There had been so many crowds that followed the Lord, sometimes barely giving Him an opportunity to rest. There had been the 12 disciples and those closest friends like Mary, Martha, and Lazarus as well. There were those He had healed, delivered, and set free. Where were they as Jesus struggled to move with the cross appointed for Him on Golgotha?
Did many fear to come be with Him now? Were they unable to look upon Him after the brutal beatings that He had endured throughout the long night and six trials? There is no question it would have been a brutalized Jesus on that trip from Pilate’s edict and the “place of the Skull”. Were they ashamed for not speaking out for Him and demanding another is set free by Pilate?
It was the Persians who had invented crucifixion, but arguably the Romans would be the ones to perfect it and make it an institution reserved for the worst criminals and lowest of the classes. By design, death on a cross came slowly and involved great pain and humiliation. Yet it was this death Jesus chose to sacrifice for those who would believe in Him and receive His gift of grace.
Many had committed to stand and stay with Him. Few recognized what that might mean or perhaps cost them. In the end there would be only a few at the foot of the cross to watch and wait with Him in his agony.
How unimaginable it would have been for his mother to see her Son’s body that had been savagely beaten, strips of flesh torn from his back, and long thorns piercing His brow. How hard to endure seeing this broken body being forced onto the rough surface of the cross and nailed there. Would the sound of the nails being pounded into his feet and wrists ever stop echoing in her head?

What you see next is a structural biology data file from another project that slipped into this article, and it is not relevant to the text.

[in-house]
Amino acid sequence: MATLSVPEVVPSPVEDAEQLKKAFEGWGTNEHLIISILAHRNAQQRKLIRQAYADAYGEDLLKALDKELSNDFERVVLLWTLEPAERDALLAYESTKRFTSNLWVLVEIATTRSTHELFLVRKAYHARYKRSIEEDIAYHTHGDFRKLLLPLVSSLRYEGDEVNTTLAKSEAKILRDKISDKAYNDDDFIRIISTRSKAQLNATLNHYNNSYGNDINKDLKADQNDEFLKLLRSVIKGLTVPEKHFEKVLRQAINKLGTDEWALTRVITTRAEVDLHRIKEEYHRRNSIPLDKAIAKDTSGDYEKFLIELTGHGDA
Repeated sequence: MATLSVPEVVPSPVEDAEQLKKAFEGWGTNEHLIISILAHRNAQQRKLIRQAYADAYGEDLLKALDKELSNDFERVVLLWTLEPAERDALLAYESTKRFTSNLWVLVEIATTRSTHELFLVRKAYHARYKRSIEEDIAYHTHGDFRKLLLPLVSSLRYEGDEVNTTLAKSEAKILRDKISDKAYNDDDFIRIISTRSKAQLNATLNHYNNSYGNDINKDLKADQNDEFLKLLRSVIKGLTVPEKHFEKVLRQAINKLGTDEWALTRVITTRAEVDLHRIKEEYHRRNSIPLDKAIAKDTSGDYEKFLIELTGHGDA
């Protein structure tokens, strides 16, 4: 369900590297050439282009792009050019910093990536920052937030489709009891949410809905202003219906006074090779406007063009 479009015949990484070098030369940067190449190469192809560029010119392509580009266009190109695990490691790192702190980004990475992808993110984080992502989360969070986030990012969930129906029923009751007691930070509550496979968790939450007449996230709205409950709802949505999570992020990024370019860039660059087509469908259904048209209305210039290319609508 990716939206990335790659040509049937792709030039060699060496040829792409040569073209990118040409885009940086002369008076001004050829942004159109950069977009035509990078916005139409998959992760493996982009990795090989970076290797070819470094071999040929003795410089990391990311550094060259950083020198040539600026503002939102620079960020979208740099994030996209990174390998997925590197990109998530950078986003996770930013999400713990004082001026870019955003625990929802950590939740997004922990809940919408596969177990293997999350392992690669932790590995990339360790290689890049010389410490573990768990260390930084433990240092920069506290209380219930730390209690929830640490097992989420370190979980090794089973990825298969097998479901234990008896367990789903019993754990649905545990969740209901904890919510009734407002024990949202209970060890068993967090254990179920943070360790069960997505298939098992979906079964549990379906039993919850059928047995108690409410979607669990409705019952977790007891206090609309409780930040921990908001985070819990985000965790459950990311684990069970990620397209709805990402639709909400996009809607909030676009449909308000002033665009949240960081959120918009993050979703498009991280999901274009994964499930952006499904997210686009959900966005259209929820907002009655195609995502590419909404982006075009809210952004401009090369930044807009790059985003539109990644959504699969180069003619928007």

Various passages point to several other women waiting with her through the ordeal and of course, we know John was there was well. Apart from the soldiers with them, we are unsure of any others who would have been a follower of His.
We all make commitments and when we do so, hopefully we are sincere despite the hard truth that we may commit without counting or considering the cost. The challenge we each face is whether or not we will endure until the end.
Endurance, the fact or power of enduring an unpleasant or difficult process or situation without giving way, is evidence of character and a requirement for running the Christian race. We gain it through the process of enduring itself along with a resolve and grace to never give up in the face of the challenges.
It’s interesting to observe those who endured witnessing the last hours of Jesus on the cross. I confess that I cannot imagine the fortitude it took to watch the One I so loved dying this way.
But sometimes it is also true that those who end up enduring and remaining to the end may surprise you. Who would have suspected Joseph of Arimathea who had been a secret disciple would expose himself to Pilate and ask for the body of Jesus and provide his own new tomb for His burial? But he did and he also must have known it was crucial it be a new tomb that was used. If it had been an old tomb used for another, some may have said Jesus had come back to life when He touched the bones of a prophet. So now, at the end, Joseph steps out of the shadows and honors the Master openly that He chose to follow secretly.
And then there was Nicodemus who had come to see Jesus by night. He appears to come alongside Joseph to prepare Jesus for burial and provide for all that would be needed. Now, at the end, he brought 75 pounds of a mixture of aloes and myrrh and appeared to help remove the body to Joseph’s tomb to use while they bound the body in linen grave clothes. He too steps into the light of day to honor the Lord.
To endure requires overcoming to follow to the end. When John pens the letters to the churches in Revelation, each one contains a promise to those who overcome…those who endure to the end.
Lord, grant us endurance to follow to the end, to overcome our fear and doubt, and press into your power to be counted upon to the end.